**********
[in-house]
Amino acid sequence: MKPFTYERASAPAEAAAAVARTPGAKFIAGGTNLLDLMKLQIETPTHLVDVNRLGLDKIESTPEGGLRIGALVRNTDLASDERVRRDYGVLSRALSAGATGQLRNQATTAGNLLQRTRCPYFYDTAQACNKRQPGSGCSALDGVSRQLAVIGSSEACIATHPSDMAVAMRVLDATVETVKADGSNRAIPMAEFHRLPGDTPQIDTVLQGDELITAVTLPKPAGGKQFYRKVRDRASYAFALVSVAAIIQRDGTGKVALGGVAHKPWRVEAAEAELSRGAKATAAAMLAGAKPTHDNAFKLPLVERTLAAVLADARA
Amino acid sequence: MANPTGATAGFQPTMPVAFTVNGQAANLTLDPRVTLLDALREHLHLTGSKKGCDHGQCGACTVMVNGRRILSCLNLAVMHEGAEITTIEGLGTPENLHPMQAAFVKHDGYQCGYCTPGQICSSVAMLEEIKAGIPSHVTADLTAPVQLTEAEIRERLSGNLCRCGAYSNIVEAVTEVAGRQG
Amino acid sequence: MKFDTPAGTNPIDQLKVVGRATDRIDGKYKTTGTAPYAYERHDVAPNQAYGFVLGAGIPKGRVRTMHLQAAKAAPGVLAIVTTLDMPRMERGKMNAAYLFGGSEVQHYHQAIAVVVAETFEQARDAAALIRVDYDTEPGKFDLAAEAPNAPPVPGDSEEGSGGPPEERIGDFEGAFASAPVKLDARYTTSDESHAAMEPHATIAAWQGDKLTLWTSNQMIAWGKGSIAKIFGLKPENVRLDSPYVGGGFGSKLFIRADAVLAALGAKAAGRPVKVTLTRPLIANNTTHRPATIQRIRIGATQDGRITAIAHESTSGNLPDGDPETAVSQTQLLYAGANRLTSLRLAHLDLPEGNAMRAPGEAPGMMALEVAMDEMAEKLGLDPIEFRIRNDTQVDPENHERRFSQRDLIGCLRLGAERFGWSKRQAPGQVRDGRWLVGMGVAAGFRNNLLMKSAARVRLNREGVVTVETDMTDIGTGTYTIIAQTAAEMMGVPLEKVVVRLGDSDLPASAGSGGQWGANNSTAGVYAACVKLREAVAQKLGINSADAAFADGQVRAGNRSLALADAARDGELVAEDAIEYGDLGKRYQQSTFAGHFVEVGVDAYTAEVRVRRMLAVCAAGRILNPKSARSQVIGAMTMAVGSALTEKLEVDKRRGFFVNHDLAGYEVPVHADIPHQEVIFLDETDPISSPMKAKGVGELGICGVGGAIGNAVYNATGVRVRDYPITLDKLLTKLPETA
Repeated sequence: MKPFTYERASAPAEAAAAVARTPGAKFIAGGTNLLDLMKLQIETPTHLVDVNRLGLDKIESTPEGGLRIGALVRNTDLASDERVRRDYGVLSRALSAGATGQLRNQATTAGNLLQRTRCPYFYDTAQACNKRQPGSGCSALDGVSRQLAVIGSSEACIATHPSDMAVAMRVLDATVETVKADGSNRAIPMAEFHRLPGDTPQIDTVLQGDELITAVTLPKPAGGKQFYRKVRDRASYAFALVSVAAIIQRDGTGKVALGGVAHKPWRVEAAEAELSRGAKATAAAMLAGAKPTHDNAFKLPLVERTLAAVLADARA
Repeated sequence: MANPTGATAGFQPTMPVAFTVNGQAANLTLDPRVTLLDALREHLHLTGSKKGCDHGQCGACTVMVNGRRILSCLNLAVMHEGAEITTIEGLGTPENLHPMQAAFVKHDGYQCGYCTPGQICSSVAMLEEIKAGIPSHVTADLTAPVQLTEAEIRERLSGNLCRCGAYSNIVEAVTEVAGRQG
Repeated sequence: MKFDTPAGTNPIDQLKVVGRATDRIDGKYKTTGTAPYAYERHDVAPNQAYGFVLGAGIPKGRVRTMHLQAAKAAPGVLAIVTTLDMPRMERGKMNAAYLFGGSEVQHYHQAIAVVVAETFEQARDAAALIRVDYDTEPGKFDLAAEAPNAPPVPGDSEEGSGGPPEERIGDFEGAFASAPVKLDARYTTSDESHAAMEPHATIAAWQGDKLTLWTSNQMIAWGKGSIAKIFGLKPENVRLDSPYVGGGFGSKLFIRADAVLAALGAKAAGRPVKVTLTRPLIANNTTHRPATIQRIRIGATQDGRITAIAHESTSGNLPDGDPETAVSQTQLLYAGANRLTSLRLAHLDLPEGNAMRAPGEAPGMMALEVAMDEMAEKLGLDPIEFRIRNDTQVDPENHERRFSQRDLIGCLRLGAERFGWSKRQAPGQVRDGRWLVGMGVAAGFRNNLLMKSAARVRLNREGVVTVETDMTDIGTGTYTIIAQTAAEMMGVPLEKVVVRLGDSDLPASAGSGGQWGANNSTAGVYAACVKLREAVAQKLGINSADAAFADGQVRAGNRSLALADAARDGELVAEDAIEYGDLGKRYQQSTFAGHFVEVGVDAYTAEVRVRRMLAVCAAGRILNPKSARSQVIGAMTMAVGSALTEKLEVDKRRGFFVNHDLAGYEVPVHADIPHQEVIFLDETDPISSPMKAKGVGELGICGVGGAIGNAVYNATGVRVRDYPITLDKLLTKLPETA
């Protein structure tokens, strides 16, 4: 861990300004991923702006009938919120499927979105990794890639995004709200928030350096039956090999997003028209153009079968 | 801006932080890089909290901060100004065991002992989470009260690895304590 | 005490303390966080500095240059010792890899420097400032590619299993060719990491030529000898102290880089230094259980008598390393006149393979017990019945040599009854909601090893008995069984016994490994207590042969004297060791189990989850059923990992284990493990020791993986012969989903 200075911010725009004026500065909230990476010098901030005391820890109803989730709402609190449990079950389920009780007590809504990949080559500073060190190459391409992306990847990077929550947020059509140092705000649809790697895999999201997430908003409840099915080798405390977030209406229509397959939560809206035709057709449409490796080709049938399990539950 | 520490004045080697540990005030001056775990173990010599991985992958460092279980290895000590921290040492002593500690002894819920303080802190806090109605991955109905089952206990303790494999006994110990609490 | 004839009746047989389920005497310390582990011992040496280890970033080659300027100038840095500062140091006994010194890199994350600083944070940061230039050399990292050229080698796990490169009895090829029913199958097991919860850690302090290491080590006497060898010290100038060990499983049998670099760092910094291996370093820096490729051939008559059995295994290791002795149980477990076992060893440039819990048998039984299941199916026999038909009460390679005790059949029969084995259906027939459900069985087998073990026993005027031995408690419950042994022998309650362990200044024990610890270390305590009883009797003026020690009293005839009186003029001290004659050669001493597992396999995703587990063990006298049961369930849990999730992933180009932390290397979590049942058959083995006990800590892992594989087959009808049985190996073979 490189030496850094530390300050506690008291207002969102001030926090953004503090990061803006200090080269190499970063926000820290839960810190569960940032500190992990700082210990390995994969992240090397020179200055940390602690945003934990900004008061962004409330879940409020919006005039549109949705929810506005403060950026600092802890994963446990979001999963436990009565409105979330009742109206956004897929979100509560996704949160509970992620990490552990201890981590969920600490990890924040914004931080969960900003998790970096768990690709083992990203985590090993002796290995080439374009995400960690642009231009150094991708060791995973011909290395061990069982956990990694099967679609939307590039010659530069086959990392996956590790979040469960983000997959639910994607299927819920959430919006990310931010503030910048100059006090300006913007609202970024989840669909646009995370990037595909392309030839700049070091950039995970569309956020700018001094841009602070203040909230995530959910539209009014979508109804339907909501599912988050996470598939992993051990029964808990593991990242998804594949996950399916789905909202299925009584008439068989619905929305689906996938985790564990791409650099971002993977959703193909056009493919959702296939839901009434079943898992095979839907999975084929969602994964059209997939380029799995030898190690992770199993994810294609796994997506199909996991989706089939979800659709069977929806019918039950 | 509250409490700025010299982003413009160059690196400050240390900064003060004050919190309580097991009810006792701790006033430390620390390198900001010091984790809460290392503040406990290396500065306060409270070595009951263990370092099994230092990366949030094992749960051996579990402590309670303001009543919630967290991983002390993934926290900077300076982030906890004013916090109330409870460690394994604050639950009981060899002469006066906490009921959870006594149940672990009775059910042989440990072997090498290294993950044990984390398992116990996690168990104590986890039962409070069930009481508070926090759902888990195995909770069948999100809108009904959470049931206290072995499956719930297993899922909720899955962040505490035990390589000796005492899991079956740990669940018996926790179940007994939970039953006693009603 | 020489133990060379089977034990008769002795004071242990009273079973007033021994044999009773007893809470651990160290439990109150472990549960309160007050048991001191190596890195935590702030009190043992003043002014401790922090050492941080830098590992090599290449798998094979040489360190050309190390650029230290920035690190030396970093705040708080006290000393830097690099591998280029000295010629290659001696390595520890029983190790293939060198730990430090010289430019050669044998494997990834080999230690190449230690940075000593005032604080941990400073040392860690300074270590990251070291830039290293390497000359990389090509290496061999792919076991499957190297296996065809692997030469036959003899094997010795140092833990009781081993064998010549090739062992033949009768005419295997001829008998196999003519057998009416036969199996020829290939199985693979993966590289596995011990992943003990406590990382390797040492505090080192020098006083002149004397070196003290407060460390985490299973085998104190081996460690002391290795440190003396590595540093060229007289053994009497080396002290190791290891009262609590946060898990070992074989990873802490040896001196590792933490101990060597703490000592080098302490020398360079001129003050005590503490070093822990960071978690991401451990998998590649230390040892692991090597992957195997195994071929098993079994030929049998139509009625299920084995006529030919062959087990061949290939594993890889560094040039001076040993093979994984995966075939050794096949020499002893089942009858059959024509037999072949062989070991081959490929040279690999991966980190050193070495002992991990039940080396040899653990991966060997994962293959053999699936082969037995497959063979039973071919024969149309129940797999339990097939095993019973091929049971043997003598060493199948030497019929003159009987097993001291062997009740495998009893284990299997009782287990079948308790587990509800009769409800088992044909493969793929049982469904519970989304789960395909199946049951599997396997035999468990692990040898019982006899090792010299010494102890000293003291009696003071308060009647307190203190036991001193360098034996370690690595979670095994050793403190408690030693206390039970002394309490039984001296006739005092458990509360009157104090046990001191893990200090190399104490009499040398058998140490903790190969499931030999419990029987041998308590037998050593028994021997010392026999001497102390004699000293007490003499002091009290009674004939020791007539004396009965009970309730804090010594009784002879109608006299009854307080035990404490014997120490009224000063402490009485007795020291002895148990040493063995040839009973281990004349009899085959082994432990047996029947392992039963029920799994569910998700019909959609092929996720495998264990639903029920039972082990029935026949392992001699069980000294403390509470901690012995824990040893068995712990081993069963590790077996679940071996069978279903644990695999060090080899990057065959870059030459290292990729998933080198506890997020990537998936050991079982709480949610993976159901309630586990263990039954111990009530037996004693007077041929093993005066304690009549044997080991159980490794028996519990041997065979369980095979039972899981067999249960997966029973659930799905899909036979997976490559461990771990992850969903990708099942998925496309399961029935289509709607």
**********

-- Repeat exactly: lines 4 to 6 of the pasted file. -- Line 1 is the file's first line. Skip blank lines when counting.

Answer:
Amino acid sequence: MKFDTPAGTNPIDQLKVVGRATDRIDGKYKTTGTAPYAYERHDVAPNQAYGFVLGAGIPKGRVRTMHLQAAKAAPGVLAIVTTLDMPRMERGKMNAAYLFGGSEVQHYHQAIAVVVAETFEQARDAAALIRVDYDTEPGKFDLAAEAPNAPPVPGDSEEGSGGPPEERIGDFEGAFASAPVKLDARYTTSDESHAAMEPHATIAAWQGDKLTLWTSNQMIAWGKGSIAKIFGLKPENVRLDSPYVGGGFGSKLFIRADAVLAALGAKAAGRPVKVTLTRPLIANNTTHRPATIQRIRIGATQDGRITAIAHESTSGNLPDGDPETAVSQTQLLYAGANRLTSLRLAHLDLPEGNAMRAPGEAPGMMALEVAMDEMAEKLGLDPIEFRIRNDTQVDPENHERRFSQRDLIGCLRLGAERFGWSKRQAPGQVRDGRWLVGMGVAAGFRNNLLMKSAARVRLNREGVVTVETDMTDIGTGTYTIIAQTAAEMMGVPLEKVVVRLGDSDLPASAGSGGQWGANNSTAGVYAACVKLREAVAQKLGINSADAAFADGQVRAGNRSLALADAARDGELVAEDAIEYGDLGKRYQQSTFAGHFVEVGVDAYTAEVRVRRMLAVCAAGRILNPKSARSQVIGAMTMAVGSALTEKLEVDKRRGFFVNHDLAGYEVPVHADIPHQEVIFLDETDPISSPMKAKGVGELGICGVGGAIGNAVYNATGVRVRDYPITLDKLLTKLPETA
Repeated sequence: MKPFTYERASAPAEAAAAVARTPGAKFIAGGTNLLDLMKLQIETPTHLVDVNRLGLDKIESTPEGGLRIGALVRNTDLASDERVRRDYGVLSRALSAGATGQLRNQATTAGNLLQRTRCPYFYDTAQACNKRQPGSGCSALDGVSRQLAVIGSSEACIATHPSDMAVAMRVLDATVETVKADGSNRAIPMAEFHRLPGDTPQIDTVLQGDELITAVTLPKPAGGKQFYRKVRDRASYAFALVSVAAIIQRDGTGKVALGGVAHKPWRVEAAEAELSRGAKATAAAMLAGAKPTHDNAFKLPLVERTLAAVLADARA
Repeated sequence: MANPTGATAGFQPTMPVAFTVNGQAANLTLDPRVTLLDALREHLHLTGSKKGCDHGQCGACTVMVNGRRILSCLNLAVMHEGAEITTIEGLGTPENLHPMQAAFVKHDGYQCGYCTPGQICSSVAMLEEIKAGIPSHVTADLTAPVQLTEAEIRERLSGNLCRCGAYSNIVEAVTEVAGRQG